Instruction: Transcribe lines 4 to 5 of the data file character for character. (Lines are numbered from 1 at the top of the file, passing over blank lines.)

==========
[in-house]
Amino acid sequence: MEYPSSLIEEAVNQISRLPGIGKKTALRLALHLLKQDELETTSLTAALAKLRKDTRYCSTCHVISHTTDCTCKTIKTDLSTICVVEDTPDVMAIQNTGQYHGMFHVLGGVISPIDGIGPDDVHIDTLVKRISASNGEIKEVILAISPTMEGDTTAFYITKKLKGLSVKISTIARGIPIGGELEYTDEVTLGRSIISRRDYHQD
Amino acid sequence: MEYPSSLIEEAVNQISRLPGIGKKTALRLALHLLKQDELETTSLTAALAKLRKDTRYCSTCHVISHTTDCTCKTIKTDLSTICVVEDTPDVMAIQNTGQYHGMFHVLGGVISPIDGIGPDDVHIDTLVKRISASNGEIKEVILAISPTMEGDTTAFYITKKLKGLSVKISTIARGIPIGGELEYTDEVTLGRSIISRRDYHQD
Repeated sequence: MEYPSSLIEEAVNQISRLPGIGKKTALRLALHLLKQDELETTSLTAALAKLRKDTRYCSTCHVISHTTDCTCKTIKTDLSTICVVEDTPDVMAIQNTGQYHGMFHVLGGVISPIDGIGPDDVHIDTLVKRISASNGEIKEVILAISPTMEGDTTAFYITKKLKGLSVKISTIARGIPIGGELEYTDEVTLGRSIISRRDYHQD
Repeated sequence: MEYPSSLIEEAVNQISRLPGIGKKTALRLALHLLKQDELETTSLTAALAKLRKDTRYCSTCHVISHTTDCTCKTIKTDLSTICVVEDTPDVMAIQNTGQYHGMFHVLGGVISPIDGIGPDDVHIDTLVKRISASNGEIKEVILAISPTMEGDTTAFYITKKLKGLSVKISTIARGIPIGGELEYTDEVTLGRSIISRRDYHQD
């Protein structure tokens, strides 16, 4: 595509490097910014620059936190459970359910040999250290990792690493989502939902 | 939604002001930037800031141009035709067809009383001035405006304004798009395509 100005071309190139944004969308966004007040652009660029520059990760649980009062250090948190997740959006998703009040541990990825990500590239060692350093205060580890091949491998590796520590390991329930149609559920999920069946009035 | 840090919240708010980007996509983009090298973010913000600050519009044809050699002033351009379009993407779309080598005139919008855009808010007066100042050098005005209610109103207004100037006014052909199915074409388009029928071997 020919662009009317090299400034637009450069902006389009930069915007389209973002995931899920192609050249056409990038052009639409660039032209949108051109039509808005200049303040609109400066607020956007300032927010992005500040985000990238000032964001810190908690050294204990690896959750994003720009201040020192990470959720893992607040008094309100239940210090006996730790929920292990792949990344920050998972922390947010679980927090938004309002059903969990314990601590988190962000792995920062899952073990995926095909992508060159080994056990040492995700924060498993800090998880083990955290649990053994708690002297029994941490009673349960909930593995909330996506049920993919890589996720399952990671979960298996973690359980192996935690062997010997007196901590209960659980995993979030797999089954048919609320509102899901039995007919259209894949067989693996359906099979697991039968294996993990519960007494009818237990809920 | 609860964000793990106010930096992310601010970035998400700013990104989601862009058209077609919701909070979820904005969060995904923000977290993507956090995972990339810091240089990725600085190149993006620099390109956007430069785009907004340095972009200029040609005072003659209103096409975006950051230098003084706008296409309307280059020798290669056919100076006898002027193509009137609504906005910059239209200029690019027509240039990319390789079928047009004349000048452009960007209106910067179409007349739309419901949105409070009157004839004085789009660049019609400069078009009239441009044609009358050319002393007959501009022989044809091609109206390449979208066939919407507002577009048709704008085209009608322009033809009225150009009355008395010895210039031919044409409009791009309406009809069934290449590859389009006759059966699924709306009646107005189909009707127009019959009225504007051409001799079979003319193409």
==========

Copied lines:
Repeated sequence: MEYPSSLIEEAVNQISRLPGIGKKTALRLALHLLKQDELETTSLTAALAKLRKDTRYCSTCHVISHTTDCTCKTIKTDLSTICVVEDTPDVMAIQNTGQYHGMFHVLGGVISPIDGIGPDDVHIDTLVKRISASNGEIKEVILAISPTMEGDTTAFYITKKLKGLSVKISTIARGIPIGGELEYTDEVTLGRSIISRRDYHQD
Repeated sequence: MEYPSSLIEEAVNQISRLPGIGKKTALRLALHLLKQDELETTSLTAALAKLRKDTRYCSTCHVISHTTDCTCKTIKTDLSTICVVEDTPDVMAIQNTGQYHGMFHVLGGVISPIDGIGPDDVHIDTLVKRISASNGEIKEVILAISPTMEGDTTAFYITKKLKGLSVKISTIARGIPIGGELEYTDEVTLGRSIISRRDYHQD